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First Sunday of Lent

Scriptural Readings: Genesis 2:7-9; 3:1-7; Psalms 51:3-4, 5-6, 12-13, 17; Romans 5:12-19

Matthew 4:1-11

My dear encountered couples:

Jesus was tempted. So are we. Every day. Many times a day. In many different ways. Jesus gave into temptation. So should we!

Did I get your attention? I hope I did. And you heard me correctly. Jesus, as we are also, was tempted. And he gave into temptation. But the temptations he gave into were not exactly of the brand you might have in mind. The temptations Jesus gave into were those that God put in his path; they were not those of the devil nor of the world of selfishness.

Jesus was tempted by the goodness, the patience, the love of God which he experienced every day of his life. Jesus was one who noticed many things that we might not find time to notice, that we might no longer see, that we take for granted. Jesus noticed the sunshine, the trees, the flowers, the animals, the butterflies. He noticed the smell of freshly cooked bread, the taste of the food prepared by his mother, the coolness of the water from the well, and the warmth of a little fire on a cold, winter night.

“Where did all this come from?” he often asked. Joseph and Mary would tell him. “From God our Father in heaven.” Very early in his life the thoughts of Jesus were lifted from all these good and wonderful things to that wonderful One who gives them to us.

Jesus was very attentive to what people said and noticed what they did. He sensed a lot of goodness in them, even when it wasn’t too apparent. “Where did they get their goodness?” he would ask. “From God our Father in heaven,” his parents would reply. Very early in life he learned that God shares his goodness with us.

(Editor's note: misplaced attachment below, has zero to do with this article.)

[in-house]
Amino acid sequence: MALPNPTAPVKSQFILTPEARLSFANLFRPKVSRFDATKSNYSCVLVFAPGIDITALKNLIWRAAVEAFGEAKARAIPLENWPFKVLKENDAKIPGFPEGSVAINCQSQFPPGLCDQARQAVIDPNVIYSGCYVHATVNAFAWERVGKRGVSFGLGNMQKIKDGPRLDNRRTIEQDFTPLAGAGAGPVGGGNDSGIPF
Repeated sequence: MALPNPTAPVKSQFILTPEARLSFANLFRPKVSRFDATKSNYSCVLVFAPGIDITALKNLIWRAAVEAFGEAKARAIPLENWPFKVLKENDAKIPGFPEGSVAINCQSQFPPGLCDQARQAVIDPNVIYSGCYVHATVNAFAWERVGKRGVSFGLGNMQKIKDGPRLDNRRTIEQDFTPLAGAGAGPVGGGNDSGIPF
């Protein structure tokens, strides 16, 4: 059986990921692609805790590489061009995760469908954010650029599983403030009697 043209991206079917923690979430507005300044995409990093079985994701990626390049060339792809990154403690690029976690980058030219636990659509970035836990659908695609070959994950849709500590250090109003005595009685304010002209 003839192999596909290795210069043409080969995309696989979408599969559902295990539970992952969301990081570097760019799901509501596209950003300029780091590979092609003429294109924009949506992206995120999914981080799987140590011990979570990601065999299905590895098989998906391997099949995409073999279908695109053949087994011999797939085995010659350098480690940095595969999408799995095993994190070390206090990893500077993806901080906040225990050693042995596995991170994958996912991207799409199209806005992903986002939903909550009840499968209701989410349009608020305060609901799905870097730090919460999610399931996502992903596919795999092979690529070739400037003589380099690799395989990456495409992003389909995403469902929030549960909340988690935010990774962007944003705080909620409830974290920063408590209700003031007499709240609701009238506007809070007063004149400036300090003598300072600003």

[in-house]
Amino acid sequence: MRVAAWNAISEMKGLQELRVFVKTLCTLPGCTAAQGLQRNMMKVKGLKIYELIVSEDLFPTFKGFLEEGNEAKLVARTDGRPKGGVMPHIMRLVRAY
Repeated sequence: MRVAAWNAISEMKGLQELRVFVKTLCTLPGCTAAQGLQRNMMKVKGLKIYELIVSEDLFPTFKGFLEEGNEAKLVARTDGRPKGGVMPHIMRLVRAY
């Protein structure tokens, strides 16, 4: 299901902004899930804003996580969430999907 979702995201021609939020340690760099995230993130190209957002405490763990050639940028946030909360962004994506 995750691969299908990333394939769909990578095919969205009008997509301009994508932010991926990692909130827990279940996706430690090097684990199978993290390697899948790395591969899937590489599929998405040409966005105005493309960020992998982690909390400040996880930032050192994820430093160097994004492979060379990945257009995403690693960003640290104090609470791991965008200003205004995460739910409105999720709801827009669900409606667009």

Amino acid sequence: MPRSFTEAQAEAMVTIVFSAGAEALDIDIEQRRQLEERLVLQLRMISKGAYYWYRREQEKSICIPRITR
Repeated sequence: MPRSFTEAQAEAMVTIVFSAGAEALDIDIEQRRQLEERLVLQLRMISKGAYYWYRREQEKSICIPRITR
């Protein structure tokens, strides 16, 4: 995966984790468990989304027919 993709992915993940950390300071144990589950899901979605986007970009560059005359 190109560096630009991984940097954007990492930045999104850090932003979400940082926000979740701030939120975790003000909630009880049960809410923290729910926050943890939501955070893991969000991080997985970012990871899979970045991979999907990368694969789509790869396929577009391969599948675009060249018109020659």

But Jesus didn’t go around with a sack on his head. He wasn’t blind to unpleasant things around him. He lived in one of the poorest towns of Israel. The people of Nazareth did not have life easy. They had to work hard for their living. Even Jesus had to begin working at a very early age to help his foster father Joseph in the carpentry shop. They often had to live on what they made from day to day; we call it paycheck to paycheck.

Jesus was familiar with sickness. He saw disabled people, people who could not see or talk or walk, or think very well. He knew people died. Attended many hometown funerals, even of his own relatives and friends. He knew the innocent suffered. After all, his own parents had to take him to Egypt when he was very young because of some old, jealous king who would even kill children to hold on to his power.

Jesus saw birds lying dead on the ground, sheep killed by wolves, flowers whither and die. He saw both people and animals without any home. And he asked his parents “Why?”

“Because Son,” they told him, people don’t always appreciate the good things in their lives. They don’t always look for the One who gives it to them. Instead, they are dissatisfied; they want more, a lot more. Nothing wrong with wanting more, with wanting life better, but many people go after it in the wrong way and in the wrong places.